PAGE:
“ Away they went, accordingly, upon their traces ; they had not ridden many miles, when, entering a tract of rocky hills mingled with loose sand, these traces were utterly lost, and the day being now on the decline, the ardour of the pursuit began to abate with the diminished prospect of success. At first, they had listened only to the voice of their indignation, and attachment to their comrade, overlooking their imperfect state of equipment, and their want of provision and of necessaries for a lengthened expedition ; but as their hopes began to fail, and their enthusiasm to cool, they could not but feel how insufficiently prepared they were to meet with a stout and well-armed band of enemies ; and though pity for the poor bereaved lover, and shame at the idea of abandoning so soon an enterprise in which they had volunteered, induced them to persevere for a while, there is little doubt that to this point it would soon have come, had not the disgrace been spared them and their hopes been revived, by the appearance of two horsemen, who came suddenly in view from behind the turning of a rock. Their dress and accoutrements instantly proclaimed the strangers to be Toorkomans, and the whole party, with a shout, dashed forward to prevent their escape.
“But escape did not appear to be their intention. Quietly permitting the party to ride up and surround them, the foremost of the two addressed them with the salutation of peace; nor was it until he heard the voice, that Noor Allee recognised his friend Solymaun Yoorkeh, and arrested the headlong violence of his associates, who were perfectly ready to come at once to extremities.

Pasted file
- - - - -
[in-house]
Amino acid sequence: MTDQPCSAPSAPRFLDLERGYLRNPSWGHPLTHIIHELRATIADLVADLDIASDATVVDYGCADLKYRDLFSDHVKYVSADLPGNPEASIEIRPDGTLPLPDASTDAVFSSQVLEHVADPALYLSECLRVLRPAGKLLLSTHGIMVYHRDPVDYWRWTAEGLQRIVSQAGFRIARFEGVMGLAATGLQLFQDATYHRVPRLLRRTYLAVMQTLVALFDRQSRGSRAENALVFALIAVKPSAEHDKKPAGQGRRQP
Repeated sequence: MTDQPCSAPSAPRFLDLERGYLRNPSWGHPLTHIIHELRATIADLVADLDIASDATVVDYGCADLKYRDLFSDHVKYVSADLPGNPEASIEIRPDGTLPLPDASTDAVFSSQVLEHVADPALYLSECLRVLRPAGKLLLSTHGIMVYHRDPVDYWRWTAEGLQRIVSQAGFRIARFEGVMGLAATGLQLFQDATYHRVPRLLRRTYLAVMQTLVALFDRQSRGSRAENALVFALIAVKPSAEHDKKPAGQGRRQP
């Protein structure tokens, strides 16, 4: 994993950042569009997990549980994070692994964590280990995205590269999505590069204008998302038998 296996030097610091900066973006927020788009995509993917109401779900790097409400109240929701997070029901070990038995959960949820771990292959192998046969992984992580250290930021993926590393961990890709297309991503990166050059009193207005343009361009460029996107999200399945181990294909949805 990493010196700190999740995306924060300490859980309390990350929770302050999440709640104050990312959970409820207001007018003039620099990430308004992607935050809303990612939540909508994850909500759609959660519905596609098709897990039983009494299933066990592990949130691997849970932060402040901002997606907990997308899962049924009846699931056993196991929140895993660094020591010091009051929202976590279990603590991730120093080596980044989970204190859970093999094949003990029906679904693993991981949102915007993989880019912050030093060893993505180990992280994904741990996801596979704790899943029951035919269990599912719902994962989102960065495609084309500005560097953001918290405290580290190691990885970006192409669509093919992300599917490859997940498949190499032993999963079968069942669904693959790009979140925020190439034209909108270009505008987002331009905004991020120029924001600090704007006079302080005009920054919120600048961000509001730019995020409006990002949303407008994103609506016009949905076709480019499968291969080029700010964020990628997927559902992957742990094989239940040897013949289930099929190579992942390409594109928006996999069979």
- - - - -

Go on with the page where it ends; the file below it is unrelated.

“ The astonishment and concern of Solymaun, when informed of the cause of their being in arms, was too natural to be assumed, and removed at once all doubts as to his own innocence and ignorance of the transaction.
"May the curse of Omar light upon that Togrul Beg!' exclaimed he, after having heard all that could be told him on the subject; "he is always busy when he should be at rest, and slow when he should be swift. I see how it is, my friends, and the case is bad enough; the old man has run like a young fool into the snare of a scoundrel. But take courage— the game is not yet done, and we may shew him a trick that he looks not for,—the lost lamb may be recovered, but it must be by wit, not by force. Those who did the business are far enough out of reach by this time, and what could you do with such gear and such beasts against them, if you did overtake them? Not a day's barley in your joals, (travelling-bags) neither, I warrant. No, no! it will never do this way; give the chase up and return to your village, and leave the matter to me. If the thing is to
be done by man, your bride shall be restored without either harm or ransom; no ill can happen from the delay, and let the worst come, it is but ransom in the end.'
“Loth was Noor Allee to give up the chase, Aga;loth to submit to the delay, and still more so to leave his Neilah in the hands of the rough Toorkomans; but he knew that no insult would in all likelihood be offered her; as, whether she were kept for sale, or intended for a wife to any of the chieftains, a due respect would certainly be paid to her sex; and he hoped that before her fate could possibly be determined, the efforts of his friend might operate in her favour, and probably procure her release. Reluctantly, therefore, and in deep distress, in spite of the hope which dawned upon him, he suffered himself to be led back to the village, whither he was accompanied by Solymaun, who had come upon one of his trading visits to the villages in that quarter.
“ But the distress of his friend and the danger of the maiden were too urgent to admit of Solymaun remaining inactive in the cause. Now was the time to acquit himself of his obligation to Noor Allee, and he resolved to prove his gratitude by the zeal with which he should embark in his service on the present occasion. Before the next morning's dawn was he on his way back to the plains of Goorgaun, where the aouls of his tribe had their habitations.
“Keep up your spirits, my friend,' said he, to Noor Allee, as he sprung upon his horse ; .be of good hope ;